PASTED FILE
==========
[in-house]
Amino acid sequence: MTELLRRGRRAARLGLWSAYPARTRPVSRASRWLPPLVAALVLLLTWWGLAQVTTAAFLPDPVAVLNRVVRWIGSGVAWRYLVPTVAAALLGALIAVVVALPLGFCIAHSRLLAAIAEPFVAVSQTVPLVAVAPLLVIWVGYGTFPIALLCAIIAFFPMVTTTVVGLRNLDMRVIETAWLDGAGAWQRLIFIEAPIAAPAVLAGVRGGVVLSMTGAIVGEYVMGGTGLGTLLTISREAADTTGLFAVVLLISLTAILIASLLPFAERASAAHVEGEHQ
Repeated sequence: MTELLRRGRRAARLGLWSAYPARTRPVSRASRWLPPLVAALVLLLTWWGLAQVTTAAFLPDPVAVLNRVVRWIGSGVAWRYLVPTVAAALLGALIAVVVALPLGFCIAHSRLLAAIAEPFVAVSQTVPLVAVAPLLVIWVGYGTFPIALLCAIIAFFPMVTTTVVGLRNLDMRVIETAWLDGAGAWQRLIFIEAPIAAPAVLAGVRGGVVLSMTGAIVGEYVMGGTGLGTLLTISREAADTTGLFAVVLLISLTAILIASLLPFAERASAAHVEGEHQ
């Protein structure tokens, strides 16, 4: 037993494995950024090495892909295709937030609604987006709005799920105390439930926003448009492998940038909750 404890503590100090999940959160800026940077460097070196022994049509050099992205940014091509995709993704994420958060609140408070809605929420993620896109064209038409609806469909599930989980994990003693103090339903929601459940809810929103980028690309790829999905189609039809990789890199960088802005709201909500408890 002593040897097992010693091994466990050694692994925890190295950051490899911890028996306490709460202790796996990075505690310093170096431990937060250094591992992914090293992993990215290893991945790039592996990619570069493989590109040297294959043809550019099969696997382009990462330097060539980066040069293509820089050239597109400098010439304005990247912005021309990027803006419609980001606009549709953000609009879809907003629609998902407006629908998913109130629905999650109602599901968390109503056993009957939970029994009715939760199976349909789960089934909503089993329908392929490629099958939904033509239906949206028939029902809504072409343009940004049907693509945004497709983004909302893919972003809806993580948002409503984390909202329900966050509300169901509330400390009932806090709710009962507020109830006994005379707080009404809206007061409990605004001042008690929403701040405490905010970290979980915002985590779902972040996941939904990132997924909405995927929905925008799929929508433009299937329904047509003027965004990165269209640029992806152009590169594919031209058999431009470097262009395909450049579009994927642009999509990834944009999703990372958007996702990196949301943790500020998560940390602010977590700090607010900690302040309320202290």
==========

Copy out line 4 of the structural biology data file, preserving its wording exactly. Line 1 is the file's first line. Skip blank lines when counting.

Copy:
């Protein structure tokens, strides 16, 4: 037993494995950024090495892909295709937030609604987006709005799920105390439930926003448009492998940038909750 404890503590100090999940959160800026940077460097070196022994049509050099992205940014091509995709993704994420958060609140408070809605929420993620896109064209038409609806469909599930989980994990003693103090339903929601459940809810929103980028690309790829999905189609039809990789890199960088802005709201909500408890 002593040897097992010693091994466990050694692994925890190295950051490899911890028996306490709460202790796996990075505690310093170096431990937060250094591992992914090293992993990215290893991945790039592996990619570069493989590109040297294959043809550019099969696997382009990462330097060539980066040069293509820089050239597109400098010439304005990247912005021309990027803006419609980001606009549709953000609009879809907003629609998902407006629908998913109130629905999650109602599901968390109503056993009957939970029994009715939760199976349909789960089934909503089993329908392929490629099958939904033509239906949206028939029902809504072409343009940004049907693509945004497709983004909302893919972003809806993580948002409503984390909202329900966050509300169901509330400390009932806090709710009962507020109830006994005379707080009404809206007061409990605004001042008690929403701040405490905010970290979980915002985590779902972040996941939904990132997924909405995927929905925008799929929508433009299937329904047509003027965004990165269209640029992806152009590169594919031209058999431009470097262009395909450049579009994927642009999509990834944009999703990372958007996702990196949301943790500020998560940390602010977590700090607010900690302040309320202290």